A segment on the morning news caught my attention today. A representative from one of those office supply companies came into a local television station to help one of the regular reporters clean and organize his desk.
I did not have time to watch the segment, having a deadline staring me full in the face and a blank screen mirroring that pitiful image. But I “Tivo’d” it. I can’t believe I wrote that. Tivo should not be a verb, no more so than impact (Look it up.) and my machine isn’t a Tivo anyway but whatever the local satellite people install so I can record stuff that’s vitally important to my understanding of the world, such as foolproof ways to clean up one’s desk.
Mine’s a mess. Always has been, probably always will be. Something in me rebels against a pristine surface with every paper clip, piece of paper and pencil placed precisely where one can reach (find) it. As the 20th Century philosopher Jimmy Buffett said: “I don’t want that much organization in my life. Whatever happened to Junior Mints?”
I’ll admit that the stacks of correspondence, jumble of business cards and scramble of ballpoint pens, pencils and vari-hued Hi-Liters occasionally create moments of near panic when a note I desperately need for a story that’s due two hours ago fails to materialize with my initial thrashing around among the detritus of weeks of accumulating. I do have a system, of sorts.
I have organizational boxes: You know the in-box, the out-box and the file box. The problem is, all three seem to be in-boxes and can’t make the transition to other functions. I put things in the out-box but they don’t leave. They accumulate. Perhaps they breed.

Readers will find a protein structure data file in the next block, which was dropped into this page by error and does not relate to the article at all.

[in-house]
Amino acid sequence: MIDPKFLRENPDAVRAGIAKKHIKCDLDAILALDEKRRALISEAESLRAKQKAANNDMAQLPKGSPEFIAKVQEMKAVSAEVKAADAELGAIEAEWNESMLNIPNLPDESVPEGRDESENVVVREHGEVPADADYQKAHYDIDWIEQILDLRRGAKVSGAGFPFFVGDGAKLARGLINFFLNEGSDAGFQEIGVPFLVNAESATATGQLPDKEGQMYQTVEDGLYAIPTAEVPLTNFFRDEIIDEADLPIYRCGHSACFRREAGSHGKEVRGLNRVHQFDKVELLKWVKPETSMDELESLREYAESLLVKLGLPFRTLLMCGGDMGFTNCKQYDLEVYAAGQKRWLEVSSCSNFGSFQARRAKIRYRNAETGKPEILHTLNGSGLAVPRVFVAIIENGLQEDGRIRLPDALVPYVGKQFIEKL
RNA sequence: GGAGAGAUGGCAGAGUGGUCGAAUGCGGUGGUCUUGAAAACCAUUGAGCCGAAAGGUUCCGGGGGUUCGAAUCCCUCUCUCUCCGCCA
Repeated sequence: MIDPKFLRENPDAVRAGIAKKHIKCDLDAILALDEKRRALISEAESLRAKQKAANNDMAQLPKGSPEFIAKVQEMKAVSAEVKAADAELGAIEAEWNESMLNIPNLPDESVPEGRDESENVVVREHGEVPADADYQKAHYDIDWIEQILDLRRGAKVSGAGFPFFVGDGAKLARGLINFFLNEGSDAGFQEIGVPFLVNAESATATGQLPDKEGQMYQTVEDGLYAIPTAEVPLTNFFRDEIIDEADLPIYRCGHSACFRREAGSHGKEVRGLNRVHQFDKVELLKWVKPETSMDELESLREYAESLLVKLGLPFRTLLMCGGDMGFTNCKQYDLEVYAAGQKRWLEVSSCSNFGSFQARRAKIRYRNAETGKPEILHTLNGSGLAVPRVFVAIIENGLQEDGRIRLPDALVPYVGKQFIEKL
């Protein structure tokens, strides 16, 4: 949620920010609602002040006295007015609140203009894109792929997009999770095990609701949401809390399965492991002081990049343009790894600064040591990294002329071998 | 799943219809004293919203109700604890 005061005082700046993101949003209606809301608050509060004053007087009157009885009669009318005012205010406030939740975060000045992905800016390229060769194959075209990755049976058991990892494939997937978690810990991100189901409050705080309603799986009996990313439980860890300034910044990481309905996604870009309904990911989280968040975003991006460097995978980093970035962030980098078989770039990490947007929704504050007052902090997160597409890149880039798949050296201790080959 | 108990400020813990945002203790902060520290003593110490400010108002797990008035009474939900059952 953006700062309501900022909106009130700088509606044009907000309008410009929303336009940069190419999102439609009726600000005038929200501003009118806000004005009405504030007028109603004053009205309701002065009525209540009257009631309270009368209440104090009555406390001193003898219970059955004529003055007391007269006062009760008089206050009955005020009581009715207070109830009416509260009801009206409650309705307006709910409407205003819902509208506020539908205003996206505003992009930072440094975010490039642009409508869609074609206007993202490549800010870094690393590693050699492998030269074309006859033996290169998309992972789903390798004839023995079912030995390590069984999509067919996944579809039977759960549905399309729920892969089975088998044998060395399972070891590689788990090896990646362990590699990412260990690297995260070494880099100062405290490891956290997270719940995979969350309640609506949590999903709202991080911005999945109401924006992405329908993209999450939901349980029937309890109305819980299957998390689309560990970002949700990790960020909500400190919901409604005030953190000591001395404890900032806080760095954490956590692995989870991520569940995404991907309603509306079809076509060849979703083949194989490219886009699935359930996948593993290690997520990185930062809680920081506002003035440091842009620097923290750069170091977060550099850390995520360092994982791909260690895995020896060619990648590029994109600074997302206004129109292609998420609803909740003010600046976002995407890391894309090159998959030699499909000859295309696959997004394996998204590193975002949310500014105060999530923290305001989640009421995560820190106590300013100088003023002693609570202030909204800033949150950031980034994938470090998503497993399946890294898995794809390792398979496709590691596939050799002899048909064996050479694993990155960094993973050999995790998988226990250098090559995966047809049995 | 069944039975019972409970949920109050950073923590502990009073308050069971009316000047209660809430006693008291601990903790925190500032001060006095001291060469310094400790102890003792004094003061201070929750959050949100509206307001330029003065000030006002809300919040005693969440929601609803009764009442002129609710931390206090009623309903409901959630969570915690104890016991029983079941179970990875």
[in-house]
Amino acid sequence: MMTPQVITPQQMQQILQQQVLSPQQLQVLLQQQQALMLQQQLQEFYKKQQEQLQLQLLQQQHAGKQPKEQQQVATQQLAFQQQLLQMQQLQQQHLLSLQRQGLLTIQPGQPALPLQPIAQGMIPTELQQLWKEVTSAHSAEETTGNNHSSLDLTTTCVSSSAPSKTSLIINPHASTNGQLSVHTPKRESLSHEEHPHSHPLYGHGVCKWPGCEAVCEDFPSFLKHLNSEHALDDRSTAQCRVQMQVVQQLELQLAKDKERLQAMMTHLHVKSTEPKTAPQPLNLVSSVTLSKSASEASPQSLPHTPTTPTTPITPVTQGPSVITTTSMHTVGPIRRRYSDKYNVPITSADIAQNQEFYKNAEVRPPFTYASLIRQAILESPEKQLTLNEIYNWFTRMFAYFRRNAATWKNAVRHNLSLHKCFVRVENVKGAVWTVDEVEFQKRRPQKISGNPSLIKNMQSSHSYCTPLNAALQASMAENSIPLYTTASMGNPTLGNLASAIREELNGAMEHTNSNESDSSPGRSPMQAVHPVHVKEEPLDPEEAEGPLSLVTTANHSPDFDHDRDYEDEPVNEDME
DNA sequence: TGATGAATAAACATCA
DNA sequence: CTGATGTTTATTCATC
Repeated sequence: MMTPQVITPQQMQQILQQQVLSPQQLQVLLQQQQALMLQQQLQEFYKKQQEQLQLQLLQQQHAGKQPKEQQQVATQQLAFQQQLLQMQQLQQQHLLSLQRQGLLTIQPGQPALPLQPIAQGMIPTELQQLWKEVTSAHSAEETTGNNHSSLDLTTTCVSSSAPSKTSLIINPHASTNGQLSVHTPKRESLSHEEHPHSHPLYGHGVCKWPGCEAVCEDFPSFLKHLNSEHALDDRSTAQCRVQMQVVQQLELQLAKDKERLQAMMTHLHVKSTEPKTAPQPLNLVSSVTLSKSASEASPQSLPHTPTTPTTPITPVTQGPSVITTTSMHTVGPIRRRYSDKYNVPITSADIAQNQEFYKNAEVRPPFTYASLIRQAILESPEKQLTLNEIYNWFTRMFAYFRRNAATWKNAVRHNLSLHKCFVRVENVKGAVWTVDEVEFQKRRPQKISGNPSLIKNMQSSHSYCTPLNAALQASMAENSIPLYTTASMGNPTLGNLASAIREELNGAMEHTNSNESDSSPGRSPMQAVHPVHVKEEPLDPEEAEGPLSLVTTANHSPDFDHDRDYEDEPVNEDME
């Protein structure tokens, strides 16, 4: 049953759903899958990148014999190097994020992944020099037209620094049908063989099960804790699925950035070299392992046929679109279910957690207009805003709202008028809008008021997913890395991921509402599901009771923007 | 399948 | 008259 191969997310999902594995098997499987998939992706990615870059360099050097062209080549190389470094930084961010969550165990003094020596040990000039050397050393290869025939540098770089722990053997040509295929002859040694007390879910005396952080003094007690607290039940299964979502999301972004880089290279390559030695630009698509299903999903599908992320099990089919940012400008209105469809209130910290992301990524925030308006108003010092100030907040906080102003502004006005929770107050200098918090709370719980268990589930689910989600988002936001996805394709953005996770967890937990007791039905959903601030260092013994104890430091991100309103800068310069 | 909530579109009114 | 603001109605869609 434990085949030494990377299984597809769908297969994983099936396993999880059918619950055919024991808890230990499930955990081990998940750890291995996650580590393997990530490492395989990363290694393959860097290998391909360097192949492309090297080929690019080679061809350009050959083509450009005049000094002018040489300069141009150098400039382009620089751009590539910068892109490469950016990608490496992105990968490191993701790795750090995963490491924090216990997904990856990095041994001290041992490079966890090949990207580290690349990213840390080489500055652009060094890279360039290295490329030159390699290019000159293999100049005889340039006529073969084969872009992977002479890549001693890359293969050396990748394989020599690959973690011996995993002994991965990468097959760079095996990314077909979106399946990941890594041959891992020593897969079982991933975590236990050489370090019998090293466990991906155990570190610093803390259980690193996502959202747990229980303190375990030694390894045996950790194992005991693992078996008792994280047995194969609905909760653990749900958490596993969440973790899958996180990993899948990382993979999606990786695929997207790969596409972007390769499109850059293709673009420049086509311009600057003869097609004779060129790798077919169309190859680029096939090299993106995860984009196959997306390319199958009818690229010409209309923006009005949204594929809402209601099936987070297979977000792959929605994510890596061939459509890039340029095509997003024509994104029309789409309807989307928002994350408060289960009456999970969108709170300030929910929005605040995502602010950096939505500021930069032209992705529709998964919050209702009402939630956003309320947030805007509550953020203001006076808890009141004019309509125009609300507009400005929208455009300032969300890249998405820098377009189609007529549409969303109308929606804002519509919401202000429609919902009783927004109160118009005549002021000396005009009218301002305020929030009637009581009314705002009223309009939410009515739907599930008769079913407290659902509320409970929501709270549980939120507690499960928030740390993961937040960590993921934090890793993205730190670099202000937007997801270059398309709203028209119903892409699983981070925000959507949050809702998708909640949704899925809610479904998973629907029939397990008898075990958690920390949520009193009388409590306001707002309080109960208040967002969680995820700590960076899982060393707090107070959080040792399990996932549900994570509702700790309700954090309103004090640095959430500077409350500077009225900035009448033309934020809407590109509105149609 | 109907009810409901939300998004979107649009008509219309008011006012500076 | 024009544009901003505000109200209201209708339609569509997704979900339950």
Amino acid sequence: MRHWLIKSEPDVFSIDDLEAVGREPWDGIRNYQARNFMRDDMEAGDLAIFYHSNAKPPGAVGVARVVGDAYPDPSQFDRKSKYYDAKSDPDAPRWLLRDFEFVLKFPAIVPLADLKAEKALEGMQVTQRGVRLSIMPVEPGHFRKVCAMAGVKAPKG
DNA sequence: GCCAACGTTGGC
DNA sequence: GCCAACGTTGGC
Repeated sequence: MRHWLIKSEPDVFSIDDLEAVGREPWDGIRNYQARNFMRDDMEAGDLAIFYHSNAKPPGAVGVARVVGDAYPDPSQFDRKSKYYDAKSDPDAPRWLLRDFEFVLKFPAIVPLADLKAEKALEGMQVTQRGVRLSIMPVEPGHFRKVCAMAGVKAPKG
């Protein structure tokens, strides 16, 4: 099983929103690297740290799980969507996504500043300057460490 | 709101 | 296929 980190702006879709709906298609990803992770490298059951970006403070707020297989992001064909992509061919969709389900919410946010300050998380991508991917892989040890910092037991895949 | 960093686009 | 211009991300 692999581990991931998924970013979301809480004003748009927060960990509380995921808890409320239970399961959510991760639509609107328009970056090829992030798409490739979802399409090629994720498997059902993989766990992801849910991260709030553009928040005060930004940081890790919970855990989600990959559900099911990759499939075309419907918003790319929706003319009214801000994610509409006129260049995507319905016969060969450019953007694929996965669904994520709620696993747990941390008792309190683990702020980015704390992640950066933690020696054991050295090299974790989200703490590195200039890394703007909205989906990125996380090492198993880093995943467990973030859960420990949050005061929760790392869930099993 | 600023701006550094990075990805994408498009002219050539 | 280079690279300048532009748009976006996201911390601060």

Once in a while, usually when I’ve torn the top of my desk apart several times in vain search for a notebook that includes information necessary for a story I’m working on and have come up empty, I methodically clean my desk. I take every pencil, every paper clip, every piece of paper and examine it to be certain the notebook is not hiding beneath it. I throw all this stuff on the floor in neat piles until the desktop is naked and then I remember that I left the notebook in my camera bag.
Most of the stuff on the floor goes into the garbage and I begin the process again. It takes about three days, whether I’m in the office or not, to accumulate enough new stuff to create another environmental hazard on my desk.
I’ve vowed to do better, hundreds of times. I used to hire my daughter, an organizational genius, to clean my office about twice a year. It was a good investment. But she grew up, married, had children and now keeps herself, her husband and two little boys well organized. I miss her!
But I have new incentive. My wife, from whom my daughter inherited her organization genes and who occasionally looks at my desk and throws up her hands, bought me a book for Christmas that should help. It’s something along the lines of organization for dummies.
And I intend to put it to good use. Just as soon as I remember where I put it.
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